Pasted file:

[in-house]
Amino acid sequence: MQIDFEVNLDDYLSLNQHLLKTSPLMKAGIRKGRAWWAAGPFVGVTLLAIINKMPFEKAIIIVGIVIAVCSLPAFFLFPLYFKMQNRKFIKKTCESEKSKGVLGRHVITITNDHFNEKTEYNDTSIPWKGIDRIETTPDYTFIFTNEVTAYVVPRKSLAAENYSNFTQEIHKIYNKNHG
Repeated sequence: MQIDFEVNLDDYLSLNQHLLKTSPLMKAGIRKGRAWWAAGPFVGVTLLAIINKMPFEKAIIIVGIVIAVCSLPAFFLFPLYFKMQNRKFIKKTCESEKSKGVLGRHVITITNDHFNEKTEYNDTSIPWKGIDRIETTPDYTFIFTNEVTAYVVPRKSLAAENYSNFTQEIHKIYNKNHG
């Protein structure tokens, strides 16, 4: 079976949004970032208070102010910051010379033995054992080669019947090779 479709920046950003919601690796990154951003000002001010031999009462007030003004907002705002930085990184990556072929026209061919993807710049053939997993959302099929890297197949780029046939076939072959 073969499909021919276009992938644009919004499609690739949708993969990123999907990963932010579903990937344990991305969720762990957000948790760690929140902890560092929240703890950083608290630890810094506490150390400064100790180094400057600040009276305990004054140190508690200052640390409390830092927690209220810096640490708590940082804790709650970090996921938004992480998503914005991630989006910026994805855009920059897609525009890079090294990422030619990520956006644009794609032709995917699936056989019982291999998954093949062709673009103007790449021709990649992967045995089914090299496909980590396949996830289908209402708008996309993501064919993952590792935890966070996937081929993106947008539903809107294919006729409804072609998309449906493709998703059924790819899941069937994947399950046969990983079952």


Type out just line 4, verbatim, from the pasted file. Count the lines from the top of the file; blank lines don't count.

């Protein structure tokens, strides 16, 4: 079976949004970032208070102010910051010379033995054992080669019947090779 479709920046950003919601690796990154951003000002001010031999009462007030003004907002705002930085990184990556072929026209061919993807710049053939997993959302099929890297197949780029046939076939072959 073969499909021919276009992938644009919004499609690739949708993969990123999907990963932010579903990937344990991305969720762990957000948790760690929140902890560092929240703890950083608290630890810094506490150390400064100790180094400057600040009276305990004054140190508690200052640390409390830092927690209220810096640490708590940082804790709650970090996921938004992480998503914005991630989006910026994805855009920059897609525009890079090294990422030619990520956006644009794609032709995917699936056989019982291999998954093949062709673009103007790449021709990649992967045995089914090299496909980590396949996830289908209402708008996309993501064919993952590792935890966070996937081929993106947008539903809107294919006729409804072609998309449906493709998703059924790819899941069937994947399950046969990983079952």